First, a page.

Before we went, I was aware that not all was well.
James Surowiecki wrote in April:
Iceland’s current woes teach a useful lesson about the interconnectedness of global markets: trouble can come from anywhere.
But Icelanders can be forgiven for wondering if they’ve really been any more reckless than many other countries—most obviously the U.S., which relies heavily on foreign capital to fund home buying and profligate consumption, and whose banking system is rife with reckless lending. And that’s the second lesson of Iceland’s plight: even in a flat world, there are different rules for different players.It sounds like my English relatives who had icesave accounts will probably be taken care of by the UK government, who now seem to be bullying Iceland.
I wonder if anyone else looks at the European countries struggling to coordinate and cooperate at this time and thinks "hey, this reminds me of a lot of the problems with federalism in the u.s."...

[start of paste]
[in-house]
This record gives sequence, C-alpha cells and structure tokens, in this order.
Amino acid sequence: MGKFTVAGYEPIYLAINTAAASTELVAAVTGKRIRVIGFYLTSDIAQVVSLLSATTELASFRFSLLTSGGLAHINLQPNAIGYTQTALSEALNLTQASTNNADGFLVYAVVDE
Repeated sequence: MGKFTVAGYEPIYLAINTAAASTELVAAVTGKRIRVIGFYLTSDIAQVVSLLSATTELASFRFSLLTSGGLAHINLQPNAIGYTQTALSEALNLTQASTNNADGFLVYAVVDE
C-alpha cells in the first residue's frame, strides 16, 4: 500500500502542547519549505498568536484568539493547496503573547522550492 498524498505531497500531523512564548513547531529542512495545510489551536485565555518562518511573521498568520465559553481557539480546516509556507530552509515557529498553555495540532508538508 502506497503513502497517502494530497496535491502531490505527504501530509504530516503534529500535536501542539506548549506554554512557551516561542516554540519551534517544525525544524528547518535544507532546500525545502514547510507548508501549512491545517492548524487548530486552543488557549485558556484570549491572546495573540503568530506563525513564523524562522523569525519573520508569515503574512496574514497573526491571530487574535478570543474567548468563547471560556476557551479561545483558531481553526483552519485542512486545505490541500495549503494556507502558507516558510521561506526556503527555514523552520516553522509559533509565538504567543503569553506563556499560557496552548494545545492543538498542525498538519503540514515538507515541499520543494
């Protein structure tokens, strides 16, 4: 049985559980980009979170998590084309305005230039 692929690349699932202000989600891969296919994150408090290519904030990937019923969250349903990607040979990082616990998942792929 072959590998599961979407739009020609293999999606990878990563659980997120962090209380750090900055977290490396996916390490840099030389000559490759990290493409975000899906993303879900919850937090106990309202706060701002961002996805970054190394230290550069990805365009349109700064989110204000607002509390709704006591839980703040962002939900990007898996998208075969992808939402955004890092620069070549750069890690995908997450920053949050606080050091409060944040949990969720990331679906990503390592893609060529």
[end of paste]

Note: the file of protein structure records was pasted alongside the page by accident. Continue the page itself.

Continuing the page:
it strikes me that in today's celebrity-obsessed culture, now the masses have figured out how to spectacularly lose money through the archetypical "bad investments" made by so many "behind the music" features...
for politician posturing about
"how "average americans" spend money better than the goverment can", to stop.
I know: not likely. but I keep thinking things like this whenever I pass that Gray's Papaya sign:photo by JLMcvay Flickr
How about "work" or "think" instead of believe? I'm really not excited about another faith-based presidency.